State Board Report

January 2010

NASBA Chair Billy Atkinson and President David Costello told the AICPA’s SEC Conference in December that “the 55 State Boards of Accountancy are working with NASBA to strengthen the accounting profession.” They reminded attendees that Boards of Accountancy comprise the largest accountancy regulatory body in the world, regulating over 650,000 CPAs and over 47,000 accounting firms. The Washington, DC, conference included presentations from many SEC officials and was telecast to several locations throughout the nation.

To acquaint the audience with the work of the State Boards, NASBA Chair Atkinson told the meeting that the Texas State Board of Public Accountancy receives over 3,500 complaints per year, which are initiated by the State Board as well as the general public, Federal/State agencies and other CPAs. “On average, 250 will be dismissed, 2,500 will achieve voluntary compliance, over 600 will result in revocation or suspensions of license, and another 150 will be disposed with practice restrictions, assignment of pre?issuance reviewer, reprimands or other sanctions. Those with sanctions amount to less than 1 percent of the Texas’ 70,000 licensees.“

Chair Atkinson told the CPAs: “State Boards don’t have quotas. If you get a letter from your State Board, respond timely, provide complete information, show up for informal conferences and, above all – if you have violated a Board rule – acknowledge your responsibility, make restitution (if applicable) and take steps to avoid reoccurrence…State Boards strongly favor remediation actions.” He counseled them, “Take your personal CPA license seriously in all that you do, both professionally and privately.”

Several of the conference’s speakers mentioned International Financial Reporting Standards and Chair Atkinson said: “Our views are clear – The IFRS accounting standards setter should be independent (in a manner similar to the US’s FAF) in order to retain the public’s confidence. The US Legal system is another key consideration as is our concern that a FASB type entity to properly vet proposed standards must continue in the US. Failure to retain such public protection deductively risks governmental or Congressional interference. These and other issues contained in NASBA’s response letter to the SEC’s proposed roadmap led us to suggest ‘convergence as the more likely path toward IFRS adoption. Indeed, the ball is in the SEC’s court and we, as state regulators, have confidence that the SEC is studying its decision very diligently. As you well know, the full weight of public confidence in financial reporting and, indeed main street accounting, lies in the balance with this decision.”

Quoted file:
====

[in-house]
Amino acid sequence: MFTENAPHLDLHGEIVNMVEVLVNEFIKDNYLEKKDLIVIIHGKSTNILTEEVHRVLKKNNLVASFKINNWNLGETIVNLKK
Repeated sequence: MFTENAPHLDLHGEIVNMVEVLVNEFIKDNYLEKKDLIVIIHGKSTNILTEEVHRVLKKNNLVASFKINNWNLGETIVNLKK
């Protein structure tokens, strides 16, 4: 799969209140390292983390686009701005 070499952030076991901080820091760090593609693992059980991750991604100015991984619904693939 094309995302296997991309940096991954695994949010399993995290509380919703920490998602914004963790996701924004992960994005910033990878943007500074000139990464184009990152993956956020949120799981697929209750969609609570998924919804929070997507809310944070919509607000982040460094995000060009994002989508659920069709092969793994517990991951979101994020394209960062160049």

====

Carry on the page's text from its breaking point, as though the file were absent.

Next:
SEC Chief Accountant James Kroeker addressed the same conference and was expected to make some statements about the roadmap for IFRS adoption. He told the gathering, “You can expect to hear more from us in the short term.”

Elisse B. Walter, SEC Commissioner, reported over 200 comments on the proposed roadmap were received by the Commission and are being carefully considered. “At this stage in our review process, I expect we will likely consider further action sometime in early 2010,” she told the conference. One of the significant issues raised in the letters was the continuing role of the FASB. Ms. Walter said, “FASB has been instrumental in helping to make the vision of global accounting standards start to become a reality…I am eager to explore the continuing role of FASB in the event global standards are adopted.”

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